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Capital Regulation after the Crisis: Business as Usual?

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  • Martin Hellwig

    (Max Planck Institute for Research on Collective Goods, Bonn)

Abstract

The paper discusses the reform of capital regulation of banks in the wake of the financial crisis of 2007/2009. Whereas the Basel Committee on Banking Supervision seems to go for marginal changes here and there, the paper calls for a thorough overhaul, moving away from risk calibration and raising capital requirements very substantially. The argument is based on the observation that the current system of risk-calibrated capital requirements, in particular under the model-based approach, played a key role in allowing banks to be undercapitalized prior to the crisis, with strong systemic effects for deleveraging multipliers and for the functioning of interbank markets. The argument is also based on the observation that the current system has no theoretical foundation, its objectives are ill-specified, and its effects have not been thought through, either for the individual bank or for the system as a whole. Objections to substantial increases in capital requirements rest on arguments that run counter to economic logic or are themselves evidence of moral hazard and a need for regulation.

Suggested Citation

  • Martin Hellwig, 2010. "Capital Regulation after the Crisis: Business as Usual?," Discussion Paper Series of the Max Planck Institute for Research on Collective Goods 2010_31, Max Planck Institute for Research on Collective Goods.
  • Handle: RePEc:mpg:wpaper:2010_31
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    References listed on IDEAS

    as
    1. Martin Hellwig, 2009. "Systemic Risk in the Financial Sector: An Analysis of the Subprime-Mortgage Financial Crisis," De Economist, Springer, vol. 157(2), pages 129-207, June.
    2. Hellwig, Martin F, 1981. "Bankruptcy, Limited Liability, and the Modigliani-Miller Theorem," American Economic Review, American Economic Association, vol. 71(1), pages 155-170, March.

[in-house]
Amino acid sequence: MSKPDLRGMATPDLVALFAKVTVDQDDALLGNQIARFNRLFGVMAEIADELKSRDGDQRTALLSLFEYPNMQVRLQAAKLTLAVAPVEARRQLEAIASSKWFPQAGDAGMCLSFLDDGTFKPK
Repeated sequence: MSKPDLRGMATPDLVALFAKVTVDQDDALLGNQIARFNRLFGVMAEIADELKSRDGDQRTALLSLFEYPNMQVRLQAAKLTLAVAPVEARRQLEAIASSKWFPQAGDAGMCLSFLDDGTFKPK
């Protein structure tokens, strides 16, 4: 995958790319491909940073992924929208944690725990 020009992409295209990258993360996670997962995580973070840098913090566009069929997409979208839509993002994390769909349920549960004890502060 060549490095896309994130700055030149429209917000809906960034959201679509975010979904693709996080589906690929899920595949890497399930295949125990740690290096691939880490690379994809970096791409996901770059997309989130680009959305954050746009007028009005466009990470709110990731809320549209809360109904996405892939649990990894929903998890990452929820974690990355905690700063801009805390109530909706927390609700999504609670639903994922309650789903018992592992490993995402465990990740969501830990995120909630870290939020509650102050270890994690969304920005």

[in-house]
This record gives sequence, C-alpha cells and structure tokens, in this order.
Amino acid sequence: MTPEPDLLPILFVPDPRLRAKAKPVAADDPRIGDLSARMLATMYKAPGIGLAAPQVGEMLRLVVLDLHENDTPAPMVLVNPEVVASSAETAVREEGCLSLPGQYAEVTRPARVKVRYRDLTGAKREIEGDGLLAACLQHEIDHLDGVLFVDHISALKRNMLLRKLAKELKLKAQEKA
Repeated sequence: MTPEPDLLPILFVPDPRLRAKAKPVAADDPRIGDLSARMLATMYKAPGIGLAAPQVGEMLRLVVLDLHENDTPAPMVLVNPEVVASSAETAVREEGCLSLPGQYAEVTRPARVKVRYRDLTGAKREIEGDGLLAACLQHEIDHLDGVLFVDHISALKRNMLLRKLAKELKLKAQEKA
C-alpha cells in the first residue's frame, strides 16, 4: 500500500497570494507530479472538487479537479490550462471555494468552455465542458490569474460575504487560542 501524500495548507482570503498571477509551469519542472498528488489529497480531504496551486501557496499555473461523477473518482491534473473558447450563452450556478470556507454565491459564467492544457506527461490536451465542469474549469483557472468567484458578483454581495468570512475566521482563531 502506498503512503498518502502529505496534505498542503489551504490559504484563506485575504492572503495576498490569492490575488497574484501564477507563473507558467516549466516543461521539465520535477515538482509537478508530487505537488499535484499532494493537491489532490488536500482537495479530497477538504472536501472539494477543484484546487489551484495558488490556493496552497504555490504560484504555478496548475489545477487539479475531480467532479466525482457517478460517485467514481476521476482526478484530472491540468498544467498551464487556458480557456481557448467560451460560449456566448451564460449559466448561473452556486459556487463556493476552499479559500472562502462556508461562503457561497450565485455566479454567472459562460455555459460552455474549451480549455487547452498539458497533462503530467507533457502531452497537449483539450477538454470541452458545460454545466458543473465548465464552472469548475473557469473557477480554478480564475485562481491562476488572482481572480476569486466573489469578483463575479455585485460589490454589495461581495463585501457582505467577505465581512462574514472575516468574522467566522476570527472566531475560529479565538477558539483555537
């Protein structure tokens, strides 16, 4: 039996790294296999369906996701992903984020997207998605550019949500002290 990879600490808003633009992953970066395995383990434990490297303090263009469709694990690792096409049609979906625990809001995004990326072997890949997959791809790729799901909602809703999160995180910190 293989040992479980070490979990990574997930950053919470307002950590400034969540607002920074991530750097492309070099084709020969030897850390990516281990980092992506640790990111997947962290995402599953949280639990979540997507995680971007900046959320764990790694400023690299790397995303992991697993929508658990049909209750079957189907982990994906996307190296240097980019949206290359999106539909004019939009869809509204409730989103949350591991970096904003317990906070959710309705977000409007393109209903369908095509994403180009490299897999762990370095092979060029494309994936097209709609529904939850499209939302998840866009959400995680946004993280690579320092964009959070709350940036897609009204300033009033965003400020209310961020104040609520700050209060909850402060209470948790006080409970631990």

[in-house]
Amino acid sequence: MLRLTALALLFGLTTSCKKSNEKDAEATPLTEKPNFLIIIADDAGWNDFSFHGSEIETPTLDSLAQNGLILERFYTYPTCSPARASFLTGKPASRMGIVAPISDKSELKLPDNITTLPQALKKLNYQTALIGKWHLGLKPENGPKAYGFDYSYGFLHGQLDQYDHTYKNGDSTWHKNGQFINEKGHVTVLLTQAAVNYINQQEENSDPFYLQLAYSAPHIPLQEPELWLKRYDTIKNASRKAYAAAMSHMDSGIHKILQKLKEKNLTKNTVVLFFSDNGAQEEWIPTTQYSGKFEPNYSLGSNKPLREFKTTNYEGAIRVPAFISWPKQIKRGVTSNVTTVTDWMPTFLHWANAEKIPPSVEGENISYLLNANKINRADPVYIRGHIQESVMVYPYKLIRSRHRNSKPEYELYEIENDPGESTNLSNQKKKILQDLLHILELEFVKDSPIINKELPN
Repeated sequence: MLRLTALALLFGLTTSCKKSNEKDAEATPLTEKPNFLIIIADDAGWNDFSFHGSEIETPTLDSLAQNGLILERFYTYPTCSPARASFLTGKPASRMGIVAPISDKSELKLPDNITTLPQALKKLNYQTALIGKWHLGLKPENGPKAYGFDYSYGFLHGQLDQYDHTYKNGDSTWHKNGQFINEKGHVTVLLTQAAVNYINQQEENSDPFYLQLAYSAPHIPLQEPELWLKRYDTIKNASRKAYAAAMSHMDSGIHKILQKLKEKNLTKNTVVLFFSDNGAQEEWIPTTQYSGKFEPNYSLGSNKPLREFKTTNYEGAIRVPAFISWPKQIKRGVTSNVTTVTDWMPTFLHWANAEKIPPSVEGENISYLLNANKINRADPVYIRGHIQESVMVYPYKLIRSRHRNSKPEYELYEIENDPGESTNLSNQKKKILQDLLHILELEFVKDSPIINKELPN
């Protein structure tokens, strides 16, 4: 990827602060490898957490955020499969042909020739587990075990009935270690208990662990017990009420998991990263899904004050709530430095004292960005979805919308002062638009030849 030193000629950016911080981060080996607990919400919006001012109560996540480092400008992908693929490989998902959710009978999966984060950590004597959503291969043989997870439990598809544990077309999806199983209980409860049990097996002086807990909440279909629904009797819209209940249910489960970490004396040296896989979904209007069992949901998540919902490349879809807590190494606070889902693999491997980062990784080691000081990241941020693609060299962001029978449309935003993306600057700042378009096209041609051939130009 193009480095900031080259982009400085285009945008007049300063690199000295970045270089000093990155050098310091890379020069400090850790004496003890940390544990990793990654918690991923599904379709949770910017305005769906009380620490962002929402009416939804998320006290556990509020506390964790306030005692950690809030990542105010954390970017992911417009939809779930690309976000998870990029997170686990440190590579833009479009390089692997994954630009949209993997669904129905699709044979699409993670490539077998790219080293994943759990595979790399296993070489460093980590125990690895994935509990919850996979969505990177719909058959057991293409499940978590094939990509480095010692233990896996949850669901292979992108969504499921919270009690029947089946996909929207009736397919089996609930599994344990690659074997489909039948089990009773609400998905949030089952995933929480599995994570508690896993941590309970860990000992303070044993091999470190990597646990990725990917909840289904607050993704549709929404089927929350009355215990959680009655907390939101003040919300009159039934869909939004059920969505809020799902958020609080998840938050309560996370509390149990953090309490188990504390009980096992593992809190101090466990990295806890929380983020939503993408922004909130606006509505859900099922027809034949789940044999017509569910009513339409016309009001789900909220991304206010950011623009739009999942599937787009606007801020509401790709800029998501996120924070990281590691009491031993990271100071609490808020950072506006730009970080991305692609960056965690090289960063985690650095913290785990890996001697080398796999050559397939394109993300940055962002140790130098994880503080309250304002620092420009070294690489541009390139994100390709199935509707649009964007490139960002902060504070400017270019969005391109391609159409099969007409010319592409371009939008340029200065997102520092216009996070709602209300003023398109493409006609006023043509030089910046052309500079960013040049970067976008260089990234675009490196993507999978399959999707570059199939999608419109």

3. Blum, Jurg, 1999. "Do capital adequacy requirements reduce risks in banking?," Journal of Banking & Finance, Elsevier, vol. 23(5), pages 755-771, May.
    4. Stiglitz, Joseph E, 1969. "A Re-Examination of the Modigliani-Miller Theorem," American Economic Review, American Economic Association, vol. 59(5), pages 784-793, December.
    5. Miller, Merton H., 1995. "Do the M & M propositions apply to banks?," Journal of Banking & Finance, Elsevier, vol. 19(3-4), pages 483-489, June.
    6. Martin Hellwig & Markus Straub, 1996. "Capital Requirements for Market Risks Based on Inhouse Models - Aspects of Quality Assessment," Swiss Journal of Economics and Statistics (SJES), Swiss Society of Economics and Statistics (SSES), vol. 132(IV), pages 755-776, December.
    Full references (including those not matched with items on IDEAS)

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    More about this item

    Keywords

    financial crisis; Basel Accord; banking regulation; capital requirements; modelbased approach; systemic risk;
    All these keywords.

    JEL classification:

    • G01 - Financial Economics - - General - - - Financial Crises
    • G21 - Financial Economics - - Financial Institutions and Services - - - Banks; Other Depository Institutions; Micro Finance Institutions; Mortgages
    • G28 - Financial Economics - - Financial Institutions and Services - - - Government Policy and Regulation

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